Saturday, December 22, 2012

The Winner of Jeannie Watt's Crossing Nevada

The winner of Crossing Nevada is Eli Yanti! Please send your mailing address to and I'll get a copy of Crossing Nevada in the mail.

Thanks to everyone who posted!


Wednesday, December 19, 2012

Random Gratefulness and a Give Away

By Jeannie Watt

I'm grateful for Chili Cheese Fries!
As the year edges to a close, it’s a time of reflection, and I try to concentration on thankfulness.  I have a long list of things I’m hugely grateful for—blessings of family, health and a career I love. But there are smaller things that enrich my life that I am also thankful for, so here is my list of random gratefulness:

I’m grateful for Spanx—finally a foundation garment that doesn’t try to slowly murder you while you wear it.

I’m grateful that low rider jeans are no longer the only choice available and that I can finally tuck my shirt in. Low rider pants also led to more thong sightings than I care to think about, so all I can say is hurray from “sits one inch below natural waistline” jeans.

I’m grateful that the big stiff hair from the 80s hasn’t made a comeback. Ditto for spandex bike shorts.

I’m grateful that I discovered small batch gin—not in large quantities, mind you.

I’m grateful that colorized movies didn’t catch on.

I’m grateful that the San Francisco Giants won the World Series. 

I’m grateful that eBay makes it possible to find random stuff to replace things I've lost or broken--like the power cord on my old sewing machine.

I’m grateful for texting so that when I have the choice of two different video/audio cables to hook up my new DVD player, I can ask my son which one I need and get an answer before I leave the store.

I’m just flat out grateful for the internet. Such a resource.  I asked my husband the other day how we used to plan trips without it. He said we used to drive and hope we found a motel. Funny how I’ve blocked that from my mind.

I’m grateful for all the many men who serve as inspiration for the heroes in my books.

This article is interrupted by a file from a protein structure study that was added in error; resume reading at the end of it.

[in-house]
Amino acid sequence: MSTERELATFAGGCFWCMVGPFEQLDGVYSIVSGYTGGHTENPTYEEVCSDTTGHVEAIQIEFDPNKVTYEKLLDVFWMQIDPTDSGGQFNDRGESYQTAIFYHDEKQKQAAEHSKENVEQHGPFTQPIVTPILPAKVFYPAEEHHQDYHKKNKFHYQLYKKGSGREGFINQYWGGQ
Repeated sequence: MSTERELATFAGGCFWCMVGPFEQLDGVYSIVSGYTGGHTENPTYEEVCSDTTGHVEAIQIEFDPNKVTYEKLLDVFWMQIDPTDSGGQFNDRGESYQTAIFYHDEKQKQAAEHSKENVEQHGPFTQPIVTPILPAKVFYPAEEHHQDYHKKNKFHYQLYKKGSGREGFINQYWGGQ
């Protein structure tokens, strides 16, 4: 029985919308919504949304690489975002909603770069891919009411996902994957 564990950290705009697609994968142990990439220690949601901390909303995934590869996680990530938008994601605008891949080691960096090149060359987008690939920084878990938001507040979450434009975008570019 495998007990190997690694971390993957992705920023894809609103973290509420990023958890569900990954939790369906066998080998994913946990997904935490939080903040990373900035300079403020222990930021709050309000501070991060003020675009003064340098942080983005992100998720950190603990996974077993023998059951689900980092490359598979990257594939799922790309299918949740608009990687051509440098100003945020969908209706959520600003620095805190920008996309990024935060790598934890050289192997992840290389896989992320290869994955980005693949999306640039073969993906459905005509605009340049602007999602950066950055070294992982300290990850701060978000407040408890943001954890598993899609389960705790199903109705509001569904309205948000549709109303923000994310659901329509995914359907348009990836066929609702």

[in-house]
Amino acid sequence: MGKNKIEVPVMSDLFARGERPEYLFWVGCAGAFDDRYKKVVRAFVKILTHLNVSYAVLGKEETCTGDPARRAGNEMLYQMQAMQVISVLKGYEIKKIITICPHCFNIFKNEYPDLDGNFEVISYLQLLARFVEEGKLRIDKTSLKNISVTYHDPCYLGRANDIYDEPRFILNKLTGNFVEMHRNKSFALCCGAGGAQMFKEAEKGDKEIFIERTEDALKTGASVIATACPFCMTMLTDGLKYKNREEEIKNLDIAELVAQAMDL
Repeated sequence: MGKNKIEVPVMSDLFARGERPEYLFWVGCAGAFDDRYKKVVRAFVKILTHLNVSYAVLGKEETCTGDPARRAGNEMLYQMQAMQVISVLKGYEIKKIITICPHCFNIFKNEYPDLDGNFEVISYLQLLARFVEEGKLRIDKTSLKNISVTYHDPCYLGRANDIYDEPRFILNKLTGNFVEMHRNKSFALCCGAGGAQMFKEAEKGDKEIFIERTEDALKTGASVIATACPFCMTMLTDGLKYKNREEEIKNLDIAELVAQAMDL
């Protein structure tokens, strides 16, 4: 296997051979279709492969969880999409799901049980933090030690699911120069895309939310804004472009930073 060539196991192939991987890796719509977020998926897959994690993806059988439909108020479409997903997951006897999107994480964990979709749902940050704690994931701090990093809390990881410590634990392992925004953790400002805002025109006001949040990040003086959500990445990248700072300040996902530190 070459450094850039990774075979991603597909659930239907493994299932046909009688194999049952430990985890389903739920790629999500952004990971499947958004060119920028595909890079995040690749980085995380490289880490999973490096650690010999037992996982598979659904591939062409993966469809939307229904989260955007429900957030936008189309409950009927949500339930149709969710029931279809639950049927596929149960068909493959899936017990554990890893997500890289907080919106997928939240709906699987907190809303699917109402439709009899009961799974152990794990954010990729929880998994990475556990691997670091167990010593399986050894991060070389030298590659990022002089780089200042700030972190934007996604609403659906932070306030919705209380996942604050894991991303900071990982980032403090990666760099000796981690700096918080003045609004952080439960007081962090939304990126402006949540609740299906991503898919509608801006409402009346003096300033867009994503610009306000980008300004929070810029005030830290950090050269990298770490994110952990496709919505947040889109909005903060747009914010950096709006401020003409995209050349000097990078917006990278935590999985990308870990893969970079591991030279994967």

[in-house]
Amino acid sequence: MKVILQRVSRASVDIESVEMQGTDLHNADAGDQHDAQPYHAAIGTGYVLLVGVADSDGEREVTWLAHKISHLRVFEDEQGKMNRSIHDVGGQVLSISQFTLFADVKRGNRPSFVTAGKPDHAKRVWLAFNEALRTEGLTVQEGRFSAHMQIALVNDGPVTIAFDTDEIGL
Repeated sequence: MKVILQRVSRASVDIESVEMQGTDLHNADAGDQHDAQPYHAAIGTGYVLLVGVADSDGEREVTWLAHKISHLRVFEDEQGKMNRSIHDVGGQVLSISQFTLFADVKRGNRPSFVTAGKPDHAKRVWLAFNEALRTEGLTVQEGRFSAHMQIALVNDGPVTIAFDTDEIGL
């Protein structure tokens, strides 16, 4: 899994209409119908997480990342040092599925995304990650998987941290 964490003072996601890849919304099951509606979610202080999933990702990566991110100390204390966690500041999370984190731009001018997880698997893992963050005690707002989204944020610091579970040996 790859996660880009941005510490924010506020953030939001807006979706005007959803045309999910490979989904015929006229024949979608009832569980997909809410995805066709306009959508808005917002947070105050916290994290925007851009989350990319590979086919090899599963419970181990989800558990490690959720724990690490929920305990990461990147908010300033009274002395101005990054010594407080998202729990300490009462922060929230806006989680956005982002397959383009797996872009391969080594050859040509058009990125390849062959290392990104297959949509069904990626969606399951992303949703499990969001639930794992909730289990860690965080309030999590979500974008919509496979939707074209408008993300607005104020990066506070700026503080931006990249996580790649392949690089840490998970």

What are you grateful for? I’m looking forward to hearing your responses and will give away a copy of Crossing Nevada to a randomly chosen respondent..

Tuesday, December 18, 2012

Love Looks Like ....

This morning, I folded a load of my son's laundry.

This may not strike you as a big thing, and in truth, it's not. But in our family, once you hit grade 6 and have completed the laundry unit in Family & Consumer Sciences, you become responsible for your own clothing. You watch the dirty pile grow higher, you lug the clothes to the washer and dryer, you fold your own stuff and put it away. It's a small lesson in Life 101, which I consider to be one of the most important gifts I can give to my kids. By the time my offspring leave home they are competent in laundry, groceries, cooking, mending, cleaning, scheduling, and all those other essential tasks that make up regular life. Here at Casa Chaos you need to be either sick or physically not present to get out of doing your chores. Or both :-)

But sometimes, in addition to prepping the kids for the big world that awaits them in the future, a mom needs  to let her kids know that they are cherished right now. Maybe the child accomplished something he or she never believed possible. Maybe the homework and the college applications and the volunteer work have started to press in. Maybe the son or daughter took younger siblings to the playground so mom could have a few minutes of peace to sip a cup of coffee and wrap Christmas gifts without little eyes trying to catch a peek.

And sometimes, sometimes a mom needs to do something small but still special for her kids just because she loves them. And because it has been brought home to her, and the world, that the chance to offer up those silent gestures of love can be ripped away without warning.